IMG_1499Sixty rising 8th grade girls descended on New Mexico Tech last Saturday to spend a week exploring STEM at Tech Trek New Mexico, a free week-long residential camp supported by the AAUW.      For many of these girls, it was their first extended stay away from home.   For all of them, it was their first opportunity to attend a STEM camp.   They all seemed to be filled with a mixture of equal parts nervous anticipation and excitement.  I would have to say those feelings were shared by the all-female faculty and staff who greeted them.

I was one of the core class teachers for the camp.    I have taught engineering classes at summer camps for about five years, but this was my first chance to do so for a group that was entirely female.    It was something I have always wanted to do   As  a high school student, I had attended several STEM camps and had really great experiences but the camps had always included both males and females.   It was inevitable in those environments that things surrounding gender stereotypes would always arise.   I was curious to see how things would change when the room was completely filled with women and girls.

Core Classes 

Each day, the girls spent the morning in a core-class.   The girls were sorted into core-classes based on their stated preferences before camp started and then spent the entire week exploring a central theme in that class.

  • Stellar Explorations – The students in this class explored stellar systems by creating models and engaging in simulations.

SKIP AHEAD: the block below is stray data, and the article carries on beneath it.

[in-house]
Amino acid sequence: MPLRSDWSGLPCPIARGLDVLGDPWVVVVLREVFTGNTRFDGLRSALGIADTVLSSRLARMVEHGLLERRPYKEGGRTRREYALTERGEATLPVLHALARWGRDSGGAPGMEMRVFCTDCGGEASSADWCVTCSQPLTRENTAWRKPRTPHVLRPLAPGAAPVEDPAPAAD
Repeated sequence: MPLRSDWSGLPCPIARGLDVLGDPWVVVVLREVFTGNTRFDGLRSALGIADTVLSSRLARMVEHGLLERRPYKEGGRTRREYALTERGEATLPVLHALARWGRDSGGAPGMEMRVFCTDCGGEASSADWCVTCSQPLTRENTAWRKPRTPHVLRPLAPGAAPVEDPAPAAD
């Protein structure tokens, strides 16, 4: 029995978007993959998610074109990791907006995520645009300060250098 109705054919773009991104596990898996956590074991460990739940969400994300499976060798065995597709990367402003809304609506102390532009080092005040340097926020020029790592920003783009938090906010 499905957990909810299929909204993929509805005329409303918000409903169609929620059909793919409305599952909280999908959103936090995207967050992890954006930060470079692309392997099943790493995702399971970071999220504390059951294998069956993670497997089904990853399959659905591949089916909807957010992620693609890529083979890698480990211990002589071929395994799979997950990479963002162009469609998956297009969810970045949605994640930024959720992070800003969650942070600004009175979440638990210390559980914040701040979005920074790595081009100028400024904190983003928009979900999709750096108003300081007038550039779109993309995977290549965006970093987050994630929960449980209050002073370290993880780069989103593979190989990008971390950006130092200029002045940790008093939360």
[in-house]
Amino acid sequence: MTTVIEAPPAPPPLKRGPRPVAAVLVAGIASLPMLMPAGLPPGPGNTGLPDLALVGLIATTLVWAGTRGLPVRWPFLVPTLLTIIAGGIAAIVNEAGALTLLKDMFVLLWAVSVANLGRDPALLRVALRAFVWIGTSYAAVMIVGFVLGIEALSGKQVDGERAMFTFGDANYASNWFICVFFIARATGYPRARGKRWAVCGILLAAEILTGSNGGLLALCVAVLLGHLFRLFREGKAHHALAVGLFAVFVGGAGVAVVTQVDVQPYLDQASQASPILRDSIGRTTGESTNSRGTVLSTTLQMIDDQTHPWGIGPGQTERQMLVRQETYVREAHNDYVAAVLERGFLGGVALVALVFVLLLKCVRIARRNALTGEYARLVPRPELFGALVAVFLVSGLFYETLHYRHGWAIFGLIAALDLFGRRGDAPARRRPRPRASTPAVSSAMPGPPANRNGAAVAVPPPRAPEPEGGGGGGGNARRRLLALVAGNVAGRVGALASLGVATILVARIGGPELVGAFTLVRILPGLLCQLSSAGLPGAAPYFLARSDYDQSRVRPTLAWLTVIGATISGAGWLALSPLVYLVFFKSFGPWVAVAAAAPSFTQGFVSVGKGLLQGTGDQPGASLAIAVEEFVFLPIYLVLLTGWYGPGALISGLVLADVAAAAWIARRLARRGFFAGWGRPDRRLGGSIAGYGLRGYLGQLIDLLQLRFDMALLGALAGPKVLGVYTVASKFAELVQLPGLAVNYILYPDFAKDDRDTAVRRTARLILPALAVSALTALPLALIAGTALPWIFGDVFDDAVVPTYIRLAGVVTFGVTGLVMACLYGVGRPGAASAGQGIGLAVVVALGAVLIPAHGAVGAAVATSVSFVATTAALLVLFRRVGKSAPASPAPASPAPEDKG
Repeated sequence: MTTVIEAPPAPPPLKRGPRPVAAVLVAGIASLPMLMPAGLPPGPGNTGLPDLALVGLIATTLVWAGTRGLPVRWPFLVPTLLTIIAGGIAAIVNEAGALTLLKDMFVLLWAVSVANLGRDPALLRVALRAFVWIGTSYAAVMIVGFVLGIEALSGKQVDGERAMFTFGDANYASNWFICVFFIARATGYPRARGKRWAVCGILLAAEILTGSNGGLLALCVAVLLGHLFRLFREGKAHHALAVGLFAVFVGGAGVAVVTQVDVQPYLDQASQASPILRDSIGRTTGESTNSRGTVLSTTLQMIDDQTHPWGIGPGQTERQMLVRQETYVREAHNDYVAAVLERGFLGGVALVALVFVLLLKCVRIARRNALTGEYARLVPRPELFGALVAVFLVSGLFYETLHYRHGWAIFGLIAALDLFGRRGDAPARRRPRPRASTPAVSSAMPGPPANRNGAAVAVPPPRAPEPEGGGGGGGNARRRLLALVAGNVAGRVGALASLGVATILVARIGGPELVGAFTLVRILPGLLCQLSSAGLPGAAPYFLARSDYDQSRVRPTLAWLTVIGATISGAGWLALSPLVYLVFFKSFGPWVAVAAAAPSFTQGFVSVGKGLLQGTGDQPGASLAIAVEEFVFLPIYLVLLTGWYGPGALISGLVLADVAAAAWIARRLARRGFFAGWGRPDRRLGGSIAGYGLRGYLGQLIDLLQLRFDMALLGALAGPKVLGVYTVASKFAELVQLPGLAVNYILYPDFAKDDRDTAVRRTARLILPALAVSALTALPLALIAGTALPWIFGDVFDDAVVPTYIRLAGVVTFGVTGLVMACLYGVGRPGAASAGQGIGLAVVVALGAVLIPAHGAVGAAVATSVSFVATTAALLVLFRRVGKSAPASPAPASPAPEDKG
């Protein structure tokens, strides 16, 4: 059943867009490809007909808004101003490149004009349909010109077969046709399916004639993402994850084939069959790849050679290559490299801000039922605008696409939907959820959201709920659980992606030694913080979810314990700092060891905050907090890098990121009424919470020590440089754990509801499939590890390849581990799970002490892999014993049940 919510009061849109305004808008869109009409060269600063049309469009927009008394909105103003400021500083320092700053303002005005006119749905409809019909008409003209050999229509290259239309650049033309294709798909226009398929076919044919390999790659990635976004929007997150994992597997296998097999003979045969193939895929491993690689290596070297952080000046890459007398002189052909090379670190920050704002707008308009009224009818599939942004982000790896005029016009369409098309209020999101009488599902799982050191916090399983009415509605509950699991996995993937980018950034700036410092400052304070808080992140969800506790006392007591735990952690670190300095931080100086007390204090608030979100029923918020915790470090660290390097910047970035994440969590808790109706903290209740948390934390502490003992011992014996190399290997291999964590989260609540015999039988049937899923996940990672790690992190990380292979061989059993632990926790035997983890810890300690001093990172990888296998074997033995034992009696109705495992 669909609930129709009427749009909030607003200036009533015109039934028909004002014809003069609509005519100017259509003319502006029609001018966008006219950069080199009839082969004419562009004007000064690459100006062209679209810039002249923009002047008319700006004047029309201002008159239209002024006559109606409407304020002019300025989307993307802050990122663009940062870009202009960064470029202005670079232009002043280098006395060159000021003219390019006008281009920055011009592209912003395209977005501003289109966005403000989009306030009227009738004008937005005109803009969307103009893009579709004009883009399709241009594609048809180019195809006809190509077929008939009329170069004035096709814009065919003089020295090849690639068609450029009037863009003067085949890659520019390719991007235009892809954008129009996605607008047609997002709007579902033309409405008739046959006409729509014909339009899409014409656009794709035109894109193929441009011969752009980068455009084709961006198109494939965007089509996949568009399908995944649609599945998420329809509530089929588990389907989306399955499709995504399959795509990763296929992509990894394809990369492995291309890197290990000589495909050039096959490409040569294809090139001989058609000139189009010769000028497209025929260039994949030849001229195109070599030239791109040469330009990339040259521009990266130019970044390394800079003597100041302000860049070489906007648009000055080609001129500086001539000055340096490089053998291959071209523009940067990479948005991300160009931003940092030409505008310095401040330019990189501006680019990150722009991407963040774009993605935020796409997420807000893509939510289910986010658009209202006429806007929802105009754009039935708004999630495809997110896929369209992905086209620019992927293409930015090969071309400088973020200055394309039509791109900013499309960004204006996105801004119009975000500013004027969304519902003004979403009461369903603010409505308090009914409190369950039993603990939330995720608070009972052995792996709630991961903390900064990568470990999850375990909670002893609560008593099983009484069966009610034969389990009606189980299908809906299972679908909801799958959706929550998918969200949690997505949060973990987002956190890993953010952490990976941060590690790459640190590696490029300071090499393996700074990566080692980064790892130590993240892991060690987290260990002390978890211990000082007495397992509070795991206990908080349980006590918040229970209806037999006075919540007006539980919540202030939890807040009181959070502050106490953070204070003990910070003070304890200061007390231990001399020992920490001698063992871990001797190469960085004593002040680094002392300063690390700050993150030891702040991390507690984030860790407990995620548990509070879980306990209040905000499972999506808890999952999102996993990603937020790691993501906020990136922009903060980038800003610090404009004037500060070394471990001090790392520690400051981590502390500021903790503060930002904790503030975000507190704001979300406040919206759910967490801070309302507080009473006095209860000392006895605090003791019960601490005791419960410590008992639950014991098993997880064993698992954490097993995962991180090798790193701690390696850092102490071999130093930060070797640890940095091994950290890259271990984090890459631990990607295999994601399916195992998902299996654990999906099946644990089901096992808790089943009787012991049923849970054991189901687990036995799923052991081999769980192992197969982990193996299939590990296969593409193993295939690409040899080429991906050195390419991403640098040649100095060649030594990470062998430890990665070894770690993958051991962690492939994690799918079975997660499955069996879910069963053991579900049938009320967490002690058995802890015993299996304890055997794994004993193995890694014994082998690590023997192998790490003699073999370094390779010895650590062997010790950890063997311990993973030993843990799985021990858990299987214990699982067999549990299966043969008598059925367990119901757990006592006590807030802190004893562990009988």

• Cyber Security – The students in this class learned how information is translated into a binary system, how to encode/decode information using a Caesar Cypher, and about safe internet use practices.   They also created Women in White Hats – a group of young women who hack for good.   They learned how to evaluate cyber security on a web site.
  • App Invention – The students in this class used a platform developed by MIT to create a functioning app for an android device.
  • Motorized Toys – The students in this class responded to an RFP for a motorized toy.   They built an understanding of gear ratios, measured/analyzed the performance of motorized simple and compound gear trains speed and rim force),  measured/analyzed rim force on different sized gears, calculated torque, and determined what type of gear ratios will yield different performance results.   They then designed/built a motorized toy to meet the criteria outlined in the RFP.   After completing a testing cycle to ensure performance criteria were met, they presented their proposals.